22 March 2003
Materials: Two sheets of cut plexiglass, 8 washers, 4 wingnuts, and 4 bolts per poster; an electric drill; a permanent marker; a measuring tape and ruler; hanging wire; picture mounts; adhesive mounting squares; Windex; several large binder clips or equivalent; and a vacuum.
Time: 2 hours, including cleanup.
Approximate Cost: About $33 per medium-sized frame → $30 plexiglass, $3 hardware.
College left me with a bunch of irregularly-shaped posters which I liked enough to take along to my next apartment, but not enough to tack up on the wall in all their battered glory. While I didn’t have enough money to get them professionally framed, I also didn’t want to stick them into those disposable $25 frames that you can find at discount stores. Inspiration struck at the bottom of an article on framing alternatives at Digs Magazine.
First, measure the dimensions of your work-to-be-framed. Write the numbers down. Then add at least four inches to each measurement, cross out your former numbers, and write the +4″ dimensions even larger. Unless you plan on drilling through the poster itself, you’ll want a nice clear border around the outside; but more importantly, the plexiglass will crack if you try to drill it too close to the edge.
Visit your favorite home-improvement center and round up an employee to cut the glass to your specified measurements. It won’t cost you any extra, and most stores have a cool slice-and-dice machine for this express purpose. Be sure to keep a few of the resulting pieces of surplus material to practice your drilling technique, and don’t remove the plastic coating on the glass — you’ll want to mark on it later. And while you’re there, make sure you have access to the above ingredients. (If you don’t own a power drill, though, you probably know half a dozen people who do.)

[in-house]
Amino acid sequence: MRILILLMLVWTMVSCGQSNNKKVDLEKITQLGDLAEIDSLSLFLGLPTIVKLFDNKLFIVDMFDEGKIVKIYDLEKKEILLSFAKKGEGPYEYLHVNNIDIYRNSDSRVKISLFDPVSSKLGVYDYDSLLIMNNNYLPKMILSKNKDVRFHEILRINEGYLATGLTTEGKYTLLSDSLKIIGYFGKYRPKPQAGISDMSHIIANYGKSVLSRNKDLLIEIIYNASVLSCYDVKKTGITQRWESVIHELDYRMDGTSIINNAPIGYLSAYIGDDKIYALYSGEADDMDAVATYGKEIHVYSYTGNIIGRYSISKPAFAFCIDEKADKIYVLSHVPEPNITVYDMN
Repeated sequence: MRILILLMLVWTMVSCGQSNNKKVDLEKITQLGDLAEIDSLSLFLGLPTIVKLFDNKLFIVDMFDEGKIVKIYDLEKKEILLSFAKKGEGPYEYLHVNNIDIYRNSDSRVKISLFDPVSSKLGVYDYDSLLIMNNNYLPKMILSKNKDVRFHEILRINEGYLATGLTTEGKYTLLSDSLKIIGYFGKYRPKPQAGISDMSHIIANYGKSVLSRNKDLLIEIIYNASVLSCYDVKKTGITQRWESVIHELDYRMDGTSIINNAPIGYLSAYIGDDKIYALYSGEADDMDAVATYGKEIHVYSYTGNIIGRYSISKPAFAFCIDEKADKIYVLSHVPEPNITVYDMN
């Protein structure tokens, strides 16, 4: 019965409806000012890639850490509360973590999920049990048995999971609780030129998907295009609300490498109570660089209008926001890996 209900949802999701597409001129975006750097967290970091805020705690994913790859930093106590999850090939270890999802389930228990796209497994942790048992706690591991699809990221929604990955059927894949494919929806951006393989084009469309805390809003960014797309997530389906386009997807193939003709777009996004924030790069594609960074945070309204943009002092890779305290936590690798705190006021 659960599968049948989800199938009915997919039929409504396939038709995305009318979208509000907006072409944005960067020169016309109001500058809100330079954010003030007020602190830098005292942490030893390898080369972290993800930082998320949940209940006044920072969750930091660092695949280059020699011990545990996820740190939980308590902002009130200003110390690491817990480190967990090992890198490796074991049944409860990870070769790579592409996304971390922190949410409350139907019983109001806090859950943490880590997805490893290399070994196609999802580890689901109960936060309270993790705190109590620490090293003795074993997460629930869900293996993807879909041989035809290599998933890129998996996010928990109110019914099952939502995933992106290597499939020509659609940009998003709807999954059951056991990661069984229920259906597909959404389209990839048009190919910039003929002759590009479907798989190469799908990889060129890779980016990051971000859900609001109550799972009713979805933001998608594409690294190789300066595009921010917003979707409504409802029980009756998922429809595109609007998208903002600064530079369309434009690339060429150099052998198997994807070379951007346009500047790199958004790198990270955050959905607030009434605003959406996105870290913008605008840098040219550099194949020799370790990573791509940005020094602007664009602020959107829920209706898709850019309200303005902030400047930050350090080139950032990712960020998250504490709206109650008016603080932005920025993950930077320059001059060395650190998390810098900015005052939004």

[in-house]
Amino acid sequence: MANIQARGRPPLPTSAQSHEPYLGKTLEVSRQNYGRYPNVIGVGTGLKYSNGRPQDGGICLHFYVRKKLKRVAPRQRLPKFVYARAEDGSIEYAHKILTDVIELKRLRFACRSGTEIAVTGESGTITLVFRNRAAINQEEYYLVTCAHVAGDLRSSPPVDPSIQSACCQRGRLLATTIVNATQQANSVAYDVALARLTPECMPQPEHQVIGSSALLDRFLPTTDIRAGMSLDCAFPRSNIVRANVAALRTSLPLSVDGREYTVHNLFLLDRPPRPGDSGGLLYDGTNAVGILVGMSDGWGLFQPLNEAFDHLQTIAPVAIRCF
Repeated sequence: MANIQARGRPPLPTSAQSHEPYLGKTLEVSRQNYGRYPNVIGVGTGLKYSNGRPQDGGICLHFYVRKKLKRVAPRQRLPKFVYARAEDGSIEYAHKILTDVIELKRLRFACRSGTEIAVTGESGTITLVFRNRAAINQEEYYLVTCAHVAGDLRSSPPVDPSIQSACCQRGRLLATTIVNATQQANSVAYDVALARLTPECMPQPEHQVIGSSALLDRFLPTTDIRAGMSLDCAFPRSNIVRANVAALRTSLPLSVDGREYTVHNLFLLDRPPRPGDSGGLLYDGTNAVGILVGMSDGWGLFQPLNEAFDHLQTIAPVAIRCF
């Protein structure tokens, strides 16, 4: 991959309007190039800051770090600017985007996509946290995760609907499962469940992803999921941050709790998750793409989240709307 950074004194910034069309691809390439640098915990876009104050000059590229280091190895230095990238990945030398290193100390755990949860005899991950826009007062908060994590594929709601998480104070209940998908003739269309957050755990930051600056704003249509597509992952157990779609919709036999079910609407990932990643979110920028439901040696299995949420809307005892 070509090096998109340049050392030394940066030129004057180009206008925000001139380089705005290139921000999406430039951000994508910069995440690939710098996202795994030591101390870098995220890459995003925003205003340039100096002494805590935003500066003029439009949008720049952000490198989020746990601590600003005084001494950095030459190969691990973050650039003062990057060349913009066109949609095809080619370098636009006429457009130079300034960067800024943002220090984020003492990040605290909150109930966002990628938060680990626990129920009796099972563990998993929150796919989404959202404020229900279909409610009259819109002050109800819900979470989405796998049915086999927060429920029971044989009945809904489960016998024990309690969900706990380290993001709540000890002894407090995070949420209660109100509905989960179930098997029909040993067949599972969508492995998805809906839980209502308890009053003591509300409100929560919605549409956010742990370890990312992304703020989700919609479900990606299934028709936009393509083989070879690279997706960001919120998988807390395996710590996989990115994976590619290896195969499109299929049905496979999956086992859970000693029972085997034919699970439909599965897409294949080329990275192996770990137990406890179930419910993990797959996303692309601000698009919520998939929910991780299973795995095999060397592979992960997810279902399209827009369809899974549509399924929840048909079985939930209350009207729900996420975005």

Once you’ve brought all of the necessary pieces back to your work area, place the two sheets of plexiglass on top of each other and hold them in place with the clips, making sure that they’re even. Then use your favorite measuring implement and a permanent marker to mark an X at each corner at least an inch from the edge for your drilling points. (Yes, I’m being empthatic about the edge thing for a reason.)
Next, clip together two scrap pieces of glass and practice your drilling technique. It’s easy to crack the surface by going too fast. Think finesse. Once you’re ready for the real deal, carefully drill the holes that you’ve marked on the top of the stacked sheets. You’ll want to check the tip of your drill bit periodically to make sure that it’s not dulled by nubs of caked-on plexiglass shavings, like ours was.
Peel off the plastic, Windex the surface, and use a level or a ruler to center your poster in the middle of the bottom sheet of glass. Attach it with bits of removable poster adhesive.
Once you’ve attached the poster, sandwich it between the plexiglass and screw the sheets together through the new holes with a nut-washer-glass-washer-bolt combination. Now you can attach some wire for hanging around the top two fasteners. At this juncture, you’ll probably also want to vacuum the curls of shredded plexiglass stuff off the floor.
Find a strong, stable stud — human or foundational — on which to hang your art. The finished product will most likely be surprisingly heavy, and bound to bring down some drywall if you don’t attach it to something appropriately secure.
Step back and enjoy yourself some art!
The nice thing about these frames is that you can switch out similarly-sized posters as often as you like without having to worry about the dimensions being exactly right for the size of the frame. Although we have lease-mandated white walls, these frames would probably look pretty sweet against a painted surface — or, if you’re feeling particularly creative, you could always découpage a mock-mat around the inner border.